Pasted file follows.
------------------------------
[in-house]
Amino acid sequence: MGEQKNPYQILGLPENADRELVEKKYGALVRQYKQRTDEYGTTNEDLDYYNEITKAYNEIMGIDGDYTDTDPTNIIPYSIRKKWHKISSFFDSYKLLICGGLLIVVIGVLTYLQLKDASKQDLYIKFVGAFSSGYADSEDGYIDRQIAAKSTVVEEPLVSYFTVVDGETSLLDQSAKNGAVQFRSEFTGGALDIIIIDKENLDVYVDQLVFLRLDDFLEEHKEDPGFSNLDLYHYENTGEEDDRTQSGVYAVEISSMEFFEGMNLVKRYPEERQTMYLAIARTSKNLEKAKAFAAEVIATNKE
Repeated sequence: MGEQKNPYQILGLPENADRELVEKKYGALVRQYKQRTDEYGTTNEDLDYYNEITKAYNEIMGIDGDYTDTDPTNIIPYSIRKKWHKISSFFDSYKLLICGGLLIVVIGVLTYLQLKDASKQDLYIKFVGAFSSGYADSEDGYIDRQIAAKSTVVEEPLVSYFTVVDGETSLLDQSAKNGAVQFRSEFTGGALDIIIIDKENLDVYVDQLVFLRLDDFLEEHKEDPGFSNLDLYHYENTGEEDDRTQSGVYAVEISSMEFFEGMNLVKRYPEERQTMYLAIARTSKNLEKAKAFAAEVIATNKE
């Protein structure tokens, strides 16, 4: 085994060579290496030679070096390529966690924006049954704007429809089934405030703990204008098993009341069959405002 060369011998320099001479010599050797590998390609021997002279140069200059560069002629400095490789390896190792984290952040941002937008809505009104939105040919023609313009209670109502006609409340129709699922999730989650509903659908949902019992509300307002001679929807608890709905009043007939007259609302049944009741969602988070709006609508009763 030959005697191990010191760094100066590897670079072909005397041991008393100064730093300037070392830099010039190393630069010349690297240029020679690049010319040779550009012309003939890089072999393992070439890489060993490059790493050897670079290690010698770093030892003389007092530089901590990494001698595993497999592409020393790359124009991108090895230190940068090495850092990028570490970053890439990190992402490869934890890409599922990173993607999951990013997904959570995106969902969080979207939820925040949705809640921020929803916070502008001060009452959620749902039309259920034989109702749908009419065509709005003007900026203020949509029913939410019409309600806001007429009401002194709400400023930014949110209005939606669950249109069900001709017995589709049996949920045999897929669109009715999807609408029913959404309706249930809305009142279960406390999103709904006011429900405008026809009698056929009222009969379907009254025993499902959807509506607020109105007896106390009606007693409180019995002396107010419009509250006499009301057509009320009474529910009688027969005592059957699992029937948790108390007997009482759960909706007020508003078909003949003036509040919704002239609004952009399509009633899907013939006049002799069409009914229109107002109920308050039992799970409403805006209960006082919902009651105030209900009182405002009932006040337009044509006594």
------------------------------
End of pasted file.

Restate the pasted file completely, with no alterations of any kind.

[in-house]
Amino acid sequence: MGEQKNPYQILGLPENADRELVEKKYGALVRQYKQRTDEYGTTNEDLDYYNEITKAYNEIMGIDGDYTDTDPTNIIPYSIRKKWHKISSFFDSYKLLICGGLLIVVIGVLTYLQLKDASKQDLYIKFVGAFSSGYADSEDGYIDRQIAAKSTVVEEPLVSYFTVVDGETSLLDQSAKNGAVQFRSEFTGGALDIIIIDKENLDVYVDQLVFLRLDDFLEEHKEDPGFSNLDLYHYENTGEEDDRTQSGVYAVEISSMEFFEGMNLVKRYPEERQTMYLAIARTSKNLEKAKAFAAEVIATNKE
Repeated sequence: MGEQKNPYQILGLPENADRELVEKKYGALVRQYKQRTDEYGTTNEDLDYYNEITKAYNEIMGIDGDYTDTDPTNIIPYSIRKKWHKISSFFDSYKLLICGGLLIVVIGVLTYLQLKDASKQDLYIKFVGAFSSGYADSEDGYIDRQIAAKSTVVEEPLVSYFTVVDGETSLLDQSAKNGAVQFRSEFTGGALDIIIIDKENLDVYVDQLVFLRLDDFLEEHKEDPGFSNLDLYHYENTGEEDDRTQSGVYAVEISSMEFFEGMNLVKRYPEERQTMYLAIARTSKNLEKAKAFAAEVIATNKE
């Protein structure tokens, strides 16, 4: 085994060579290496030679070096390529966690924006049954704007429809089934405030703990204008098993009341069959405002 060369011998320099001479010599050797590998390609021997002279140069200059560069002629400095490789390896190792984290952040941002937008809505009104939105040919023609313009209670109502006609409340129709699922999730989650509903659908949902019992509300307002001679929807608890709905009043007939007259609302049944009741969602988070709006609508009763 030959005697191990010191760094100066590897670079072909005397041991008393100064730093300037070392830099010039190393630069010349690297240029020679690049010319040779550009012309003939890089072999393992070439890489060993490059790493050897670079290690010698770093030892003389007092530089901590990494001698595993497999592409020393790359124009991108090895230190940068090495850092990028570490970053890439990190992402490869934890890409599922990173993607999951990013997904959570995106969902969080979207939820925040949705809640921020929803916070502008001060009452959620749902039309259920034989109702749908009419065509709005003007900026203020949509029913939410019409309600806001007429009401002194709400400023930014949110209005939606669950249109069900001709017995589709049996949920045999897929669109009715999807609408029913959404309706249930809305009142279960406390999103709904006011429900405008026809009698056929009222009969379907009254025993499902959807509506607020109105007896106390009606007693409180019995002396107010419009509250006499009301057509009320009474529910009688027969005592059957699992029937948790108390007997009482759960909706007020508003078909003949003036509040919704002239609004952009399509009633899907013939006049002799069409009914229109107002109920308050039992799970409403805006209960006082919902009651105030209900009182405002009932006040337009044509006594």